Sep 30, 2012

[TV] A Little Love for RuPaul's Drag U

I've never been too big a fan for reality TV - it gets tiring after a while and the need to edit things down significantly in order to introduce drama and other subplots leaves you with a lot of cookie-cutter plots rehashed season over season. And as a gay man, I don't have all that much patience to offer the shows "typically" popular among my fellow queers like America's Next Top Model or whatever.

But strangely enough, I have developed a bit of a soft spot for RuPaul's Drag U along with a decent respect for its parent show, RuPaul's Drag Race. And it's not exactly a totally brilliant show or one that deserves extensive rewards (or even critical thought), but they really mean well and the end results are pretty interesting, to say the least.

And with the third season of the show already complete, you have to admit that they're really making a little headway for themselves.

The basic premise of the show is simple enough - every episode focuses on three women in serious need of a make-over in terms of their physical appearance and perhaps to some extent their lives. Thus at Drag U, RuPaul and his talented professors (who are all past contestants from RuPaul's Drag Race) will try to help these girls through the miracle of drag to transform them stronger women by releasing their inner divas.

But more than just a makeover show, this is also a competition of sorts. Students are evaluated based on their Drag Point Average (DPA), which covers the aptitudes of Drag Transformation, Performance and Attitude Adjustment. As of the more recent seasons, draguating with top honors also means getting a cash prize and other goodies.

The show has a various of elements that are repeated across each episode that often border on being running gags or even tropes of its own show. I know that last bit doesn't make much sense, but hey it's my blog so let me run it as I see fit! Anyway, one of the biggere elements that helps kick off each episode is having each contestant go through the Dragulator. This complex device (which has also evolved across the seasons) determines a drag look and a drag name for each participant. The contestants, with the help of their drag professors, can then try to copy the recommended look or go in a different direction if they so choose. It's all very complicated queer science indeed.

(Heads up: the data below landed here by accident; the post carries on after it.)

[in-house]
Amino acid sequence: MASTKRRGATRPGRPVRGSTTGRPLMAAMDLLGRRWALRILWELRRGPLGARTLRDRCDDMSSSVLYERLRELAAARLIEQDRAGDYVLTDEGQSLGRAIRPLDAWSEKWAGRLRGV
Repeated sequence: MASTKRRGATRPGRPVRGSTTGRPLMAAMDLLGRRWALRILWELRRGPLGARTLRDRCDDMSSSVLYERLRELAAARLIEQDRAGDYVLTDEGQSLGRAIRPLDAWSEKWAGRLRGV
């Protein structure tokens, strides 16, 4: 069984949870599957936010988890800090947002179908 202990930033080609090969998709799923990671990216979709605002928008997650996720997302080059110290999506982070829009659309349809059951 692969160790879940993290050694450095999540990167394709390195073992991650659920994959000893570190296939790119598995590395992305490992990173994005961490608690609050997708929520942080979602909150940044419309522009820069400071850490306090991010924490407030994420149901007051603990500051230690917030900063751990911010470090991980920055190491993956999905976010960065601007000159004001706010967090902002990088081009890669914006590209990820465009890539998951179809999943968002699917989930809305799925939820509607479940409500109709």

Apart from the main competition, the show is littered with other distractions in the form of helpful tips, which does keep things interesting beyond just watching the transformation of our three brave students. Depending on what season you watch, you may run across segments like a special drag tip for all the viewers (like how to choose your makeup brush) or a word from RuPaul (initially random words that sounded funny like gherkin to queerspeak neologisms like dragnificent).

Of course for followers of Drag Race, this is yet another opportunity to see all your favorite drag queens dress up in their over-the-top outfits, give their particular brand of advice to their students and of course fight among themselves. It's thanks to Drag U that we will forever have the brilliant image of Manila Luzon dressed in a Cookie Monster inspired outfit.

We also get to see these straight women perform in true drag queen style with the help of ever-changing dance professors who guest on the show. Naturally the songs are typicall major gay anthems (depending on your generation) and it does provide a unique avenue for self-expression.

What also makes the show so appealing outside of the crazy antics and colorful costumes is the fact that the show does try to maintain a very positive angle to things. There's a rather sincere effort to help these women rediscover their sexuality and awaken them to the reality that they are in fact beautiful and have a lot to offer the world. Thus dressing up and trying to look better isn't something reserved for those who fit the model of stereotypical beauty - everyone has the right to look better and thus feel better about themselves.

Thus over the course of each episode, we get to see each contestant face some of their inner fears and personal challengs that have been holding them back in recent years. While I don't expect them to go in drag every single day after their appearance on the show, but I'd like to think that they do walk away with a bit more confidence than they had before and that should help them more in the long term.

So yes, your Geeky Guide is quite the Drag U followerer and probably a believer in the miracle of drag at this point. Don't expect me to try to appear in drag anytime soon - I'm not quite that brave just yet (but I'll admit it would be unfair and probably unrealistic to say that it will never happen) but you can count on me to support my drag friends and continuously support them for helping make the world a more fabulous place to live in.

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